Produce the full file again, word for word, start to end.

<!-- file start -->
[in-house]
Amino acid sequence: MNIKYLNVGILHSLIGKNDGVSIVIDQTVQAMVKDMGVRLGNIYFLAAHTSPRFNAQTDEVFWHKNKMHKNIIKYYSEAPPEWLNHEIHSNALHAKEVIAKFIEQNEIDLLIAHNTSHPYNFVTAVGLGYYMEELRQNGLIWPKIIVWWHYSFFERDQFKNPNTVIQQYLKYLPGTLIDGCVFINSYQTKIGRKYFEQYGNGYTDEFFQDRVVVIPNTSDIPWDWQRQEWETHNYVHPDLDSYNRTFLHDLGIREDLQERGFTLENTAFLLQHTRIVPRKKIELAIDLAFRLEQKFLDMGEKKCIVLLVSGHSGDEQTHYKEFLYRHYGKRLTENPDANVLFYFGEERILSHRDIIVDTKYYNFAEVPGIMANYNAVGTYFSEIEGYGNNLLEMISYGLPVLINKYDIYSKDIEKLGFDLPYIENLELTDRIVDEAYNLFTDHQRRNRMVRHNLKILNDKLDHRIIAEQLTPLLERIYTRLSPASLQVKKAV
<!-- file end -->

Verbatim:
[in-house]
Amino acid sequence: MNIKYLNVGILHSLIGKNDGVSIVIDQTVQAMVKDMGVRLGNIYFLAAHTSPRFNAQTDEVFWHKNKMHKNIIKYYSEAPPEWLNHEIHSNALHAKEVIAKFIEQNEIDLLIAHNTSHPYNFVTAVGLGYYMEELRQNGLIWPKIIVWWHYSFFERDQFKNPNTVIQQYLKYLPGTLIDGCVFINSYQTKIGRKYFEQYGNGYTDEFFQDRVVVIPNTSDIPWDWQRQEWETHNYVHPDLDSYNRTFLHDLGIREDLQERGFTLENTAFLLQHTRIVPRKKIELAIDLAFRLEQKFLDMGEKKCIVLLVSGHSGDEQTHYKEFLYRHYGKRLTENPDANVLFYFGEERILSHRDIIVDTKYYNFAEVPGIMANYNAVGTYFSEIEGYGNNLLEMISYGLPVLINKYDIYSKDIEKLGFDLPYIENLELTDRIVDEAYNLFTDHQRRNRMVRHNLKILNDKLDHRIIAEQLTPLLERIYTRLSPASLQVKKAV